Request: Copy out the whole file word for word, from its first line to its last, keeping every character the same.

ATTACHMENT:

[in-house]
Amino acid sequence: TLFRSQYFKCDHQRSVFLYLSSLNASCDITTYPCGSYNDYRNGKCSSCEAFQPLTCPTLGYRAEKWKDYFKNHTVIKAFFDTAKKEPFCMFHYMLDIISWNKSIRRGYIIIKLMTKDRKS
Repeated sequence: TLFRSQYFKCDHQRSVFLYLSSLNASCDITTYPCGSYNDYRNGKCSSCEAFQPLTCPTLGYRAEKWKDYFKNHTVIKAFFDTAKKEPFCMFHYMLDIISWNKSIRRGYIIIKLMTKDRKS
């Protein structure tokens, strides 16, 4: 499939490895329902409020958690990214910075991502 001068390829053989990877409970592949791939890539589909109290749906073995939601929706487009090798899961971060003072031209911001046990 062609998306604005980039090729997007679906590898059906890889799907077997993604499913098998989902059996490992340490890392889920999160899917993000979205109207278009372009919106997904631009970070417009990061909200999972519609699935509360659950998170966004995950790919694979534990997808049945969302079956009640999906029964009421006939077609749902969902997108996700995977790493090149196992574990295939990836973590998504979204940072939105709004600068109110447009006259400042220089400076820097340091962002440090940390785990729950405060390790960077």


[in-house]
Amino acid sequence: TLFRSQYFKCDHQRSVFLYLSSLNASCDITTYPCGSYNDYRNGKCSSCEAFQPLTCPTLGYRAEKWKDYFKNHTVIKAFFDTAKKEPFCMFHYMLDIISWNKSIRRGYIIIKLMTKDRKS
Repeated sequence: TLFRSQYFKCDHQRSVFLYLSSLNASCDITTYPCGSYNDYRNGKCSSCEAFQPLTCPTLGYRAEKWKDYFKNHTVIKAFFDTAKKEPFCMFHYMLDIISWNKSIRRGYIIIKLMTKDRKS
């Protein structure tokens, strides 16, 4: 499939490895329902409020958690990214910075991502 001068390829053989990877409970592949791939890539589909109290749906073995939601929706487009090798899961971060003072031209911001046990 062609998306604005980039090729997007679906590898059906890889799907077997993604499913098998989902059996490992340490890392889920999160899917993000979205109207278009372009919106997904631009970070417009990061909200999972519609699935509360659950998170966004995950790919694979534990997808049945969302079956009640999906029964009421006939077609749902969902997108996700995977790493090149196992574990295939990836973590998504979204940072939105709004600068109110447009006259400042220089400076820097340091962002440090940390785990729950405060390790960077």